Next steps

Following today’s adoption by the Council, the proposed amendment to the Medical Devices Regulation is expected to be formally adopted by both the European Parliament and the Council on 15 March 2023. Shortly after, it will be published in the Official Journal and enter into force on the day of its publication.

The Commission will work together with Member States and all stakeholders to provide the necessary support to implement this legislative amendment.


The Medical Devices Regulation has been applicable since 26 May 2021. It provides for a transition period until 26 May 2024. The transition to the new Regulation has been slower than anticipated and healthcare systems in the EU are facing a risk of shortages.

At the EPSCO Council on 9 December 2022, EU Health Ministers called on the Commission to swiftly submit a proposal to extend the transition period in the Medical Devices Regulation. The Commission submitted a proposal on 6 January 2023, which was negotiated by the European Parliament and the Council in an urgency procedure.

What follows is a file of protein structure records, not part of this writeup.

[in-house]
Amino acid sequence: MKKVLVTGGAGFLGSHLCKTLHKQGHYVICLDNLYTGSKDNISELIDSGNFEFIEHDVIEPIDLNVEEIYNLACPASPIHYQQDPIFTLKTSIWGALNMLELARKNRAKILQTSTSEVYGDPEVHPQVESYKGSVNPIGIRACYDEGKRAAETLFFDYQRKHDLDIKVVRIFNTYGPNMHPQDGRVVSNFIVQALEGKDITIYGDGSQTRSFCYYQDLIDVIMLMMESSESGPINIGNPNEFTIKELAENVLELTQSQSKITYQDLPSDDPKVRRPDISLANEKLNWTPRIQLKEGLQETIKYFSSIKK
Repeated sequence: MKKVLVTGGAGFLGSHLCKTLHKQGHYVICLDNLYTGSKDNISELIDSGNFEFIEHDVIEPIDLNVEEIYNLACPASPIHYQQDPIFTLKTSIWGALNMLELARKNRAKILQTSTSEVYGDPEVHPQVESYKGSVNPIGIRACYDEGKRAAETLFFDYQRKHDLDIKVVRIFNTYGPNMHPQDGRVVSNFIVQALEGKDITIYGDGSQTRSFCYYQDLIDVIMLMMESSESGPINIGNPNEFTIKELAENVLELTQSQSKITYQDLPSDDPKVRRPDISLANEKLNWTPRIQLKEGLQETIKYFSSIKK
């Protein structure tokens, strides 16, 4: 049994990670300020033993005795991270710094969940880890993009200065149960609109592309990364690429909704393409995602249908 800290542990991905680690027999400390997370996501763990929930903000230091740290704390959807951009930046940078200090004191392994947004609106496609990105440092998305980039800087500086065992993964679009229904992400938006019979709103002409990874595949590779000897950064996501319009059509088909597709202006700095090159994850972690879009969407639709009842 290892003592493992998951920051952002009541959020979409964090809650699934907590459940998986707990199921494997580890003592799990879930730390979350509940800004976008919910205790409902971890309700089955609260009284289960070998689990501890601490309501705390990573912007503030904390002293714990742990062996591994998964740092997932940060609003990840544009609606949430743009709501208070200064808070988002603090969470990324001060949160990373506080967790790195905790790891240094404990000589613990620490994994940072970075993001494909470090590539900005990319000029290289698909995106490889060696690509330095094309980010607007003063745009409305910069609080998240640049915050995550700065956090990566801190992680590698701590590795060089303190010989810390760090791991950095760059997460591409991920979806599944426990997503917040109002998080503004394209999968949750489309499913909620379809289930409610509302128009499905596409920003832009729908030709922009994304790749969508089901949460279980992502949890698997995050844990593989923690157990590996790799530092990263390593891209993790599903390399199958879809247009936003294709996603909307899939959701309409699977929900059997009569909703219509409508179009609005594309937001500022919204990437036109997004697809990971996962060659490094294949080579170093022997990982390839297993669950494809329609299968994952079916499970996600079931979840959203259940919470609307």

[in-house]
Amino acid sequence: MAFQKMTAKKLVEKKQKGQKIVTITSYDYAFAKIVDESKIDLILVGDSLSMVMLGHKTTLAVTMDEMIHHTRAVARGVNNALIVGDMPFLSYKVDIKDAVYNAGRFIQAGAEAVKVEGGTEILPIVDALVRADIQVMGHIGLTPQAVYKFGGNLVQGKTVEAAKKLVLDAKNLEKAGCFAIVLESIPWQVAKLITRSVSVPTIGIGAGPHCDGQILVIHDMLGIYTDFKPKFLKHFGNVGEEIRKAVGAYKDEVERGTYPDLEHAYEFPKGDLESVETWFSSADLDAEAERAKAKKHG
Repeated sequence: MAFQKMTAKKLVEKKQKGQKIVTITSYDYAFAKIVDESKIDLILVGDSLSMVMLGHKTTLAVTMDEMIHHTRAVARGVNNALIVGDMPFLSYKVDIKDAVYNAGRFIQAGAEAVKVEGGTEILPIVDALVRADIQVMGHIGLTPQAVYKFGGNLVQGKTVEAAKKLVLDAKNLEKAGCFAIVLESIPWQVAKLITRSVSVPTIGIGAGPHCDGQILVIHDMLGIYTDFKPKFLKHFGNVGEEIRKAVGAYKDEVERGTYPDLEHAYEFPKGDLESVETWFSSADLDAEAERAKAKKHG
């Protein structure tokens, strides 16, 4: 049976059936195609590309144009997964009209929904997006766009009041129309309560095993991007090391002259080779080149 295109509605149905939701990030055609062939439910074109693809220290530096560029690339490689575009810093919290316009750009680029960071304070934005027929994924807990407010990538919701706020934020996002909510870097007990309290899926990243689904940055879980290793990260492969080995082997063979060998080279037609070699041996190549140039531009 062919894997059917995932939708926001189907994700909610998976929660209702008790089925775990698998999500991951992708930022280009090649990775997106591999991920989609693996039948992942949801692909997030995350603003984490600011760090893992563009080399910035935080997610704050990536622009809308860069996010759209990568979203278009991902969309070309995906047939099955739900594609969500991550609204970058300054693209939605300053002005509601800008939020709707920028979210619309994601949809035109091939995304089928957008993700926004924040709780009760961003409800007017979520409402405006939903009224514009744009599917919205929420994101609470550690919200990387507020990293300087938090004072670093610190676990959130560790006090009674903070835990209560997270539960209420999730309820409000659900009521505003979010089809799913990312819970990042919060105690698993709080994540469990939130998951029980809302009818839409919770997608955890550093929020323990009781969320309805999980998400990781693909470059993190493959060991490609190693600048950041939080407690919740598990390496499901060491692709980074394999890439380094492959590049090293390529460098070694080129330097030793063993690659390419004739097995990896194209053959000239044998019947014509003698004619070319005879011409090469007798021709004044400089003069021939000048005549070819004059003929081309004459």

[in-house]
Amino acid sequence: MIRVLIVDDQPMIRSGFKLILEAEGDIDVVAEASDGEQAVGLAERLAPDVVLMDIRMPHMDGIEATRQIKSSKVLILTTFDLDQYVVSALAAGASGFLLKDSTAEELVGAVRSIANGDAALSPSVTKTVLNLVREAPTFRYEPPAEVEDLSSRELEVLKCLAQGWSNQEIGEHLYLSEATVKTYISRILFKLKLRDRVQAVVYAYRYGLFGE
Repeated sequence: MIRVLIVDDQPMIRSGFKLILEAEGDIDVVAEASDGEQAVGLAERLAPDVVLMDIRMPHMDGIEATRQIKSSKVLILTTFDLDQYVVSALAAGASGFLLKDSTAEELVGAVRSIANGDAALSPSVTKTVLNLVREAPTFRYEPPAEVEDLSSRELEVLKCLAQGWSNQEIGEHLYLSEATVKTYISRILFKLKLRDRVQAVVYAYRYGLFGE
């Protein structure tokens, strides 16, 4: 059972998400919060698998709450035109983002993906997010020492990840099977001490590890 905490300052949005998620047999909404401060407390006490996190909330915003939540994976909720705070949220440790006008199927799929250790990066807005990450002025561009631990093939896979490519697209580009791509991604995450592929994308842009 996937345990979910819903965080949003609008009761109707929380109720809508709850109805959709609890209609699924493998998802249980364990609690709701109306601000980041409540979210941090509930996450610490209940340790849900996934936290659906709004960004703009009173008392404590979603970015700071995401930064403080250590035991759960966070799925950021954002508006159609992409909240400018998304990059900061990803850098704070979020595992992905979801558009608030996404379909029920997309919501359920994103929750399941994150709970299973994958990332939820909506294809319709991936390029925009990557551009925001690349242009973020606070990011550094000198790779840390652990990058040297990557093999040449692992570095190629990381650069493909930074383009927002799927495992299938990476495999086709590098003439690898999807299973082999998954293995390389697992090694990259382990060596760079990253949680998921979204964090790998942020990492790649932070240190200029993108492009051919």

For More Information

Proposal for a Regulation amending Regulation 2017745

Factsheet on the European Health Union Supporting the transition to the new medical device framework

Questions and Answers

Medical devices – new Regulations

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Council vote on the Medical Device Regulation extension

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+32 2 298 46 80


• Célia DEJOND


+32 2 298 81 99


Security Union The renewed Schengen Information Systems enters into operation

Today, the upgraded Schengen Information System (SIS) enters into operation. SIS is the largest information sharing system for security and border management in Europe. It provides information on wanted or missing persons, third-country nationals with no legal right to stay in the Union and lost or stolen objects (for example cars, firearms, boats and identity documents).